Thursday, 25 February 2010

The chemotherapy is over

Arguing for the last

For all intents and purposes, I was resolute to have today be the last meeting with the oncologist with respect to my planned eighth chemotherapy treatment.

As I had stated before in my blog last week after meeting with my treatment consultant the fact that more chemotherapy had been scheduled beyond the 1st of March was not something I was ready to contemplate or prepared for in any way.

It was supposed to be all change from the 8th of March, signifying my freedom from chemotherapy and my readiness in however small a way or possibly better to seek employment and begin to rebuild my life.

The case made

Thankfully, my treatment consultant met with both the oncologist and the head of the oncology department about his concerns that the improvement of my immune system was being impeding by the chemotherapy and his view that chemotherapy should stop soon enough to begin to see improvements in my immunity.

The oncologists concurred and at my appointment today which was to presage the last agreed treatments they agreed that by the 4th chemotherapy I had already had magnificent response and healing and the other 3 after had simply bolstered that improvement.

The points accepted

So, they were satisfied that after 7 chemotherapy treatments there was now no need for the 8th which had been scheduled for the 1st of March and it was better to give my immune system the chance to recover so as to prevent my succumbing to opportunistic infections.

Before this, I had wondered if I could go on chemotherapy with a cold that was accompanied with violent sneezing and the occasional cough, there was some uncertainty and trepidation but this was such unexpected news.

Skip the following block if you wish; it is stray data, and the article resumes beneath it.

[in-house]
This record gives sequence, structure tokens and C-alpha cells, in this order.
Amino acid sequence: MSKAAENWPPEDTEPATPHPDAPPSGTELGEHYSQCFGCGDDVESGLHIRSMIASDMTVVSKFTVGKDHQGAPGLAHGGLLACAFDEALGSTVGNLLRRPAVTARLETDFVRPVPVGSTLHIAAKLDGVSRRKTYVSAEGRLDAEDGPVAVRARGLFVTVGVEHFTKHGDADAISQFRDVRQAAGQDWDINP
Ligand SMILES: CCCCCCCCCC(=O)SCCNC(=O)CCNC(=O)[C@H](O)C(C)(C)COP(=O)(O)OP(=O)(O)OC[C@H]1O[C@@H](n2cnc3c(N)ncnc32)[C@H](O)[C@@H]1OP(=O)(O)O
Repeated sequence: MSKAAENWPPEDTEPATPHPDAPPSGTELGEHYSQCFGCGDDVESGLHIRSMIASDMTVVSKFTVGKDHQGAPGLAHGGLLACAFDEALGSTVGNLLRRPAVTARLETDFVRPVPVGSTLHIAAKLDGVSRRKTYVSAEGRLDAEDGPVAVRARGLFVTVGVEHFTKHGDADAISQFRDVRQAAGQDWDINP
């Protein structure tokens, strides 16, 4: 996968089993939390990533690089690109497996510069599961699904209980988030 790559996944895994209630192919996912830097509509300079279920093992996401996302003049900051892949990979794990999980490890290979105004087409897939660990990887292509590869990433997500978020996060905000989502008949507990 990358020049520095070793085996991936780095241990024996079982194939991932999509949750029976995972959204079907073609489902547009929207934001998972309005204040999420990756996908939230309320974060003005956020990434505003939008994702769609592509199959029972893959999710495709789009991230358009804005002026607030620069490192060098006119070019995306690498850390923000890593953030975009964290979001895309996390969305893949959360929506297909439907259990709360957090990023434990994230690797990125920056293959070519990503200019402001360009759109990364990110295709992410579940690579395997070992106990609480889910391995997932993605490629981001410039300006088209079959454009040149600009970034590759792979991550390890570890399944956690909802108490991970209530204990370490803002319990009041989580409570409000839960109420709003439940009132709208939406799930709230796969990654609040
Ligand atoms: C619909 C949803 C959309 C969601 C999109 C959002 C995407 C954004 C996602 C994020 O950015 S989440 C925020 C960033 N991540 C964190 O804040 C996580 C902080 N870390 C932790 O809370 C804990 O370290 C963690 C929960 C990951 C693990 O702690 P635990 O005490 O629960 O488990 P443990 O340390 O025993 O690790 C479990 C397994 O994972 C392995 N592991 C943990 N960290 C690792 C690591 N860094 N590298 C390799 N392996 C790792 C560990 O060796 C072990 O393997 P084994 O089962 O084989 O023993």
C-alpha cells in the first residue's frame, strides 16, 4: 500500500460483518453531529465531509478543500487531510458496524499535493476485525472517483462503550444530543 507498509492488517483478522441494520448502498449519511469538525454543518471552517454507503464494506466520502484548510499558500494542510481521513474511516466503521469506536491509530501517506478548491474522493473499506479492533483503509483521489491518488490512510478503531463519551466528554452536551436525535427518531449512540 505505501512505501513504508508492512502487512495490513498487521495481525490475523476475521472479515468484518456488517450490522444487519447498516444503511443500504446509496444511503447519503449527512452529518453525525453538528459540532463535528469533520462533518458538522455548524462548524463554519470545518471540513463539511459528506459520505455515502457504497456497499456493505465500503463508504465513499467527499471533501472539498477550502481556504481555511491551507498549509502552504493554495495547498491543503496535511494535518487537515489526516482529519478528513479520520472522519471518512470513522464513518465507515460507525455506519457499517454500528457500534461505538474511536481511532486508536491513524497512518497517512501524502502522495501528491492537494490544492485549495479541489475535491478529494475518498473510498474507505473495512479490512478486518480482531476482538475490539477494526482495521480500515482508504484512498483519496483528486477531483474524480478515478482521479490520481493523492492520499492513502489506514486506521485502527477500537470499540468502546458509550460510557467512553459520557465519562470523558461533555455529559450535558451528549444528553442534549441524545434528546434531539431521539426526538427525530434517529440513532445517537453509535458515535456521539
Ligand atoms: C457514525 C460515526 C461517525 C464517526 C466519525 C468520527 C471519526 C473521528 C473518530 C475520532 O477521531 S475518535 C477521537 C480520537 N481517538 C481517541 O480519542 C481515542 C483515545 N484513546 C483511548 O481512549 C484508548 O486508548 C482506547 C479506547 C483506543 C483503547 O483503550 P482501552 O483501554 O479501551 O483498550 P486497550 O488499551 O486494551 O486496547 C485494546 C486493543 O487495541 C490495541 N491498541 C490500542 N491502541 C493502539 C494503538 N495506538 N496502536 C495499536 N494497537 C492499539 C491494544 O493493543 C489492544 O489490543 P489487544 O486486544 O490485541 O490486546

All the blood test results had returned and everything seemed to be fine apart from the indicators for immunity which were just too low, the next meeting with my treatment consultant in May after new blood tests in early May should hopefully show the necessary improvements allowing for some changes to the drug regime I am still under.

Moisturising the pain

The oncologist was also of the view that I could further reduce my pain management medication and be weaned off it over the next week or so.

The special moisturising cream was prescribed and I was offered words of encouragement as he commended my bravery through the treatment and all the other issues that entailed.

He appreciated that for 5 months my life had revolved around a 21-day cycle of treatment, incapacity, recovery, expectation, analysis and back to treatment again without the opportunity to breakout especially to the challenging issues of seeking work in the light of mounting bills and threats.

Other things for worry

The newest threat today was the least of my concerns, as a traveller I had an iris identification card which should have been renewed since October that I ignored because I was in no fit state to travel talk less of having the means to travel, now the debt collectors are on my tail for the subscription – honestly, that is really the least of my problems.

Unfortunately, the ones I owe the least are the ones pursuing me the most, all those bills will all eventually be paid with the damage that has ensued to my credit rating by reason of incapacity and illness – someone somewhere is making good money out of misfortune, that is the way of the money system we live in.

Thank you, all

The good news in all this quagmire of realities and expected changes for good and better is that there is no more chemotherapy to take, not even a maintenance one.

For that, I am grateful to God, to all the experts and nurses who have cared for me, my loving neighbours, my friends from all the different spheres of life who have all supported me with means, goods, services, encouragement, concern and love – all of whom I just cannot thank enough, but still, I say thank you.

To my creditors who have been so reasonable too, reducing the stress that could impede my recovery, thank you too.

I saw the priest, that is another blog.

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